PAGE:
Essentially Beeminder allows you to commit to a goal either by doing more of something or less of something and allows you to put money on the line. Moreover, it’s very nerdy and it’s all about tracking data so you can hook it up to tons of different tools including Apple Health, Strava, Todoist and IFTTT, which stands for if this, then that, which easily allows you get access to almost any service on the planet.

And thanks to the presence of all those integrations the sole real limitation here is your imagination.
And there are tons of different goals that you can start putting money on in order to make sure that you are more committed to them in the future. But to give you one idea, again, for three entire years I tracked my blog’s RSS feed and made sure that I published a new blog post, and a new YouTube video every single week. And I had money on the line so I made sure that I did it.

Stickk
Now in the same vein there’s another website called stickk. It’s very similar to Beeminder though it’s a little less nerdy. As with Beeminder you commit to a goal and then you create stakes or consequences in case you fail. And you can actually put money on the line though it has fewer charts and graphs and it’s generally a little bit less statistics-heavy than Beeminder is.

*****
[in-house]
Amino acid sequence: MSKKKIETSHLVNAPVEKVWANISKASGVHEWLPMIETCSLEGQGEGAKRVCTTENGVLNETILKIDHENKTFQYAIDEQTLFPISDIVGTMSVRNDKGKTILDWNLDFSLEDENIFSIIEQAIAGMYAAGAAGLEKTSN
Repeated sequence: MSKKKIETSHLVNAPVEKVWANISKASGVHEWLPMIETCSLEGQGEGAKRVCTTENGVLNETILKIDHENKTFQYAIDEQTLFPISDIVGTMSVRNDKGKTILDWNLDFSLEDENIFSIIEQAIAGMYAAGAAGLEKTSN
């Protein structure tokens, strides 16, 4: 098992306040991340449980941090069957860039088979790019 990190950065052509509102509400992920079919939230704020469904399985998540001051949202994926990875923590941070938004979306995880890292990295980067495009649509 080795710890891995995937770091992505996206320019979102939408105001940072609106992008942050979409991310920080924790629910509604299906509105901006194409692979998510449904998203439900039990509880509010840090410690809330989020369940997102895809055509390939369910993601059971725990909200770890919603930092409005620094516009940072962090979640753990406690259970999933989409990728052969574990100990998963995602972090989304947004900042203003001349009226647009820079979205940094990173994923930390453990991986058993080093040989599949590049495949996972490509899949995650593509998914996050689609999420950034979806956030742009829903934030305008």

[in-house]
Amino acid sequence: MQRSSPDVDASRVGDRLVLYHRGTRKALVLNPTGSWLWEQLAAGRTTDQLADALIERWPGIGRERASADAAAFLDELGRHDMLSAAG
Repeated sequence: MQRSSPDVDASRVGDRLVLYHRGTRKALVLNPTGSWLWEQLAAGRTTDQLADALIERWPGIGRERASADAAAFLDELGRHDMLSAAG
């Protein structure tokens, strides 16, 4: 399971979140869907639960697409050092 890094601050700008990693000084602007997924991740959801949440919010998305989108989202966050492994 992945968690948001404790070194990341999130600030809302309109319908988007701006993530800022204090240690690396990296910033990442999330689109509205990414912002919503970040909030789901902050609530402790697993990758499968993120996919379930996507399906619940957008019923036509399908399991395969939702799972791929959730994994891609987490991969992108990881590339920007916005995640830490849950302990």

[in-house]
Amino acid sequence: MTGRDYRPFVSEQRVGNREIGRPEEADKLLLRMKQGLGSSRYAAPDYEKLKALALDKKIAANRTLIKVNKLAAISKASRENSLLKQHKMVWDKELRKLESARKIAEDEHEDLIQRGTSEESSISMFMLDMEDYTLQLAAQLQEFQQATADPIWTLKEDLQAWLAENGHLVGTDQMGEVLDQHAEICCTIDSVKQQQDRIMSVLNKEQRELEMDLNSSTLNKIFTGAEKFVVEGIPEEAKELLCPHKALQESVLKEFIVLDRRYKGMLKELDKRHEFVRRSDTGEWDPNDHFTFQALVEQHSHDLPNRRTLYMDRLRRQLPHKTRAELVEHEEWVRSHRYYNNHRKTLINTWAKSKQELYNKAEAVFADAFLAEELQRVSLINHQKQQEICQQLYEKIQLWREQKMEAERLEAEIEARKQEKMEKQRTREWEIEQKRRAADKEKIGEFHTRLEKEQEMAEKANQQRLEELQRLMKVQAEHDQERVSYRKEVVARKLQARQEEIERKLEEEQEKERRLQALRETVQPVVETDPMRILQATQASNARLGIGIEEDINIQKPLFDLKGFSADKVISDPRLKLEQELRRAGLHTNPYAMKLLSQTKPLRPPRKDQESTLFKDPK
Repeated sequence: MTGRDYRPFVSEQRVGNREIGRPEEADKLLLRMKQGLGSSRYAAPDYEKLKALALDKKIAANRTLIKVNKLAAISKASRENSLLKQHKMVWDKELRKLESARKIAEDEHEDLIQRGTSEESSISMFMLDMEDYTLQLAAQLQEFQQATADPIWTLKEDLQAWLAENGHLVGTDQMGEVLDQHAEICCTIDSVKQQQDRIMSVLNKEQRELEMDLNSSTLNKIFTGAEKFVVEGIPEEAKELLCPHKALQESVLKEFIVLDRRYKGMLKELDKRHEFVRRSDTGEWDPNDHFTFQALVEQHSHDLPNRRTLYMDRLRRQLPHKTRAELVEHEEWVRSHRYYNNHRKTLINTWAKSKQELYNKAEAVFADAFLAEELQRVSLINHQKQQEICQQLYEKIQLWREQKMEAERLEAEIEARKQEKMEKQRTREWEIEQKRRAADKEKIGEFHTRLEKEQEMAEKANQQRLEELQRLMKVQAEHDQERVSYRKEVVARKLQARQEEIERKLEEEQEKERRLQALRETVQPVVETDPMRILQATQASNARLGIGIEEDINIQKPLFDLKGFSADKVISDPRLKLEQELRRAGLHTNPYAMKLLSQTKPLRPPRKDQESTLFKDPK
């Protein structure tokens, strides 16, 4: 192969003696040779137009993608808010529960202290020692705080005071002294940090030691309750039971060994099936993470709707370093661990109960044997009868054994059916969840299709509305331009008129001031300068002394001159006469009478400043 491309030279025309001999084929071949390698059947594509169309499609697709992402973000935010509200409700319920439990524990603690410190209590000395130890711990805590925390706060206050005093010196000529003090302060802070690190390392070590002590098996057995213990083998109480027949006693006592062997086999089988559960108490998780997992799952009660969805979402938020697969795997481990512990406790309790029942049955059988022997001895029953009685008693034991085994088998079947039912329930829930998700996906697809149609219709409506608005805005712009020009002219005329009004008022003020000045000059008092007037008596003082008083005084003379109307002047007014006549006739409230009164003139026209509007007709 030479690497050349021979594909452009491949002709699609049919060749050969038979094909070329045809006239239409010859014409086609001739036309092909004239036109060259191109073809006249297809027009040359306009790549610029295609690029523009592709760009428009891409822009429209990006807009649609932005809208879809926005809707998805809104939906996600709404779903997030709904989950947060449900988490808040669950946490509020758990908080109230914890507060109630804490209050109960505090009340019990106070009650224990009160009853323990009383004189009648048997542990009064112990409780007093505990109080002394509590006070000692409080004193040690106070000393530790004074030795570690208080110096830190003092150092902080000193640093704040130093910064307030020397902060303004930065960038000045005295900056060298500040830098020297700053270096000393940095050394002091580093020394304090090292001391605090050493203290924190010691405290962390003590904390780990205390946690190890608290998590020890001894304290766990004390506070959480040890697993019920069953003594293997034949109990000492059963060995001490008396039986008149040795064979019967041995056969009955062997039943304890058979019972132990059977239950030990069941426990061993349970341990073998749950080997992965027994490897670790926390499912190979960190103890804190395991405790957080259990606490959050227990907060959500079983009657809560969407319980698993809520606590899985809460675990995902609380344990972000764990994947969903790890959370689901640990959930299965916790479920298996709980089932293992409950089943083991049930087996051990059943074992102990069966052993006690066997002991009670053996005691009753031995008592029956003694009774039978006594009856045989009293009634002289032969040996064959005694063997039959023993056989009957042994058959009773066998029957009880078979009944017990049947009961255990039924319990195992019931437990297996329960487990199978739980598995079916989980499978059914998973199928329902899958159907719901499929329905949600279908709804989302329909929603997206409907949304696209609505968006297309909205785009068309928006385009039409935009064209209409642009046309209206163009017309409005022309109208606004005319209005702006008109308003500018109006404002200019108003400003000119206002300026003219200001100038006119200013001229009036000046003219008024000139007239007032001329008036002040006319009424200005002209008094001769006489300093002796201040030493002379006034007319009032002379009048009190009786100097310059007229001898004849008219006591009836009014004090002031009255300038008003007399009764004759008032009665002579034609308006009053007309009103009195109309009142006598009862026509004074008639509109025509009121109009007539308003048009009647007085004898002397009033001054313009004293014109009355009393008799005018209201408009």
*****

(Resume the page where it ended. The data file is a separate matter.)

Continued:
But on the other hand you can set supporters who can watch your progress and a referee who can email every single time you log progress and make sure that you were telling the truth.

The Most Dangerous Writing App
Moving on from there, we have an app with a much more specific purpose called The Most Dangerous Writing App. If you, like me, sometimes have trouble getting started writing or while you’re writing you have trouble with your inner critic silencing you or trying to edit things when
you should simply be obtaining thoughts out of your head then this can be associate degree app that you just may need to use as a result of once you begin a session with either a
time goal or a word count goal you have got to stay writing.

And if you stop writing for long enough it fully deletes your work.
Not only that but it also has a hardcore mode. If you check this box and start a session you aren’t gonna be able to see anything on the screen except for the last letter that you typed because when you sort letters they flash on screen however everything else is blurred.